Today I tested Ben's willingness to be ridden, now that he's had a massage to ease (hopefully) whatever was bothering his back. It was a perfect day for a test ride: warm and with light winds, rather than cool and stiffly breezy, so one could discount the weather as a factor. No strange horse between him and Commander; no Commander bustling off ahead away from him. I used the recommended pad to lift the pinch points of the saddle off him.
Ben was fine about being caught; fine about being groomed; fine about being saddled; fine about being mounted. We headed down the lane toward the culvert and the fields beyond the knoll.
Ben got to within a dozen feet of where the lane ran over the culvert and stopped. I pushed. He tried to turn away. I insisted. He began to yield.
And a long skein of motorcyclists went roaring and snorting and growling down the highway behind us. Ben turned to look, locked on, and stood rooted, all of his tiny mind focussed on the interruption, ignoring me. Drat!
When they'd finally passed and grumbled away out of sight and hearing, I swung Ben into the adjoining ring, got him moving at a brisk walk, and headed down the lane again. Again Ben tried to say "No" but I legged him on and he went ahead. I steered him out the same way we'd gone on our rodeo ride, around the back of the knoll, across the hayfield, through the gateway into the next field, and up toward the wooded ridge.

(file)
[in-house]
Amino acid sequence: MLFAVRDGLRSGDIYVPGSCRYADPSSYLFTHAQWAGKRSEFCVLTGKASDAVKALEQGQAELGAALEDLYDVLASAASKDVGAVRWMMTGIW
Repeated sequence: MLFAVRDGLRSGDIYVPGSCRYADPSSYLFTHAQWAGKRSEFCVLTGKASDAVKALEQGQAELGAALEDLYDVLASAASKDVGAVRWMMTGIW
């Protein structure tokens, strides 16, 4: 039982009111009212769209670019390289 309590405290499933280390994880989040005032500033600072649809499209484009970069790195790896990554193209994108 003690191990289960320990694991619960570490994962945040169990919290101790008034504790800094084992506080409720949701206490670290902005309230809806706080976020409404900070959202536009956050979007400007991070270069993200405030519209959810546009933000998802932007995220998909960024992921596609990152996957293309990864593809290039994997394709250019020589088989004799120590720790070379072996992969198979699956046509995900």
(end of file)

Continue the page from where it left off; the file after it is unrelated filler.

Ben was tense and apprehensive, looking for things to be worried about, stopping now and then and needing to be turned a bit to the side and strongly legged to get him moving forward again. Oh, no, he wasn't nearly as hyped as on our blowup ride, but leaving the barn was not something he wanted to do. He got happier when instead of heading down the Lane of Doom I turned him into the adjoining field and bent his course back more or less barnwards. I asked for circles and figure eights (all at a walk, for obvious reasons of Benly sanity, not to mention it was too warm to be doing anything faster on an out-of-shape fat boy whose winter coat has started to come in) and he settled down and listened to me.
We crossed into the next field homewards and zigzagged down its length. Ben was a Good Boy. When we got to the end of the field, where heading to the right would take us home, I steered him left. Ben's resistance to turning away from home and instead crossing over some dug-up ground where an irrigation pipe had recently been laid was minimal, barely one sucked-back half-step before marching on, so after a few dozen strides into the next field I thanked him and turned for home -- at last! Was that a sigh of relief I heard?
Ben was very lovey-dovey when we got back and I untacked him. Having his debridled face brushed with his very own special soft brush was so wonderful he snugged his nose into my chest and blissed out. He was so happy and relaxed, in fact, that when I hayed the boys he didn't even ugly Commander off the pile, merely came up on the other side to dig in.
So there you have it: Ben's barn-sour. He needs to be worked away from the barn, tactfully but firmly and steadily farther, till he gets over his worries about leaving his safety zone.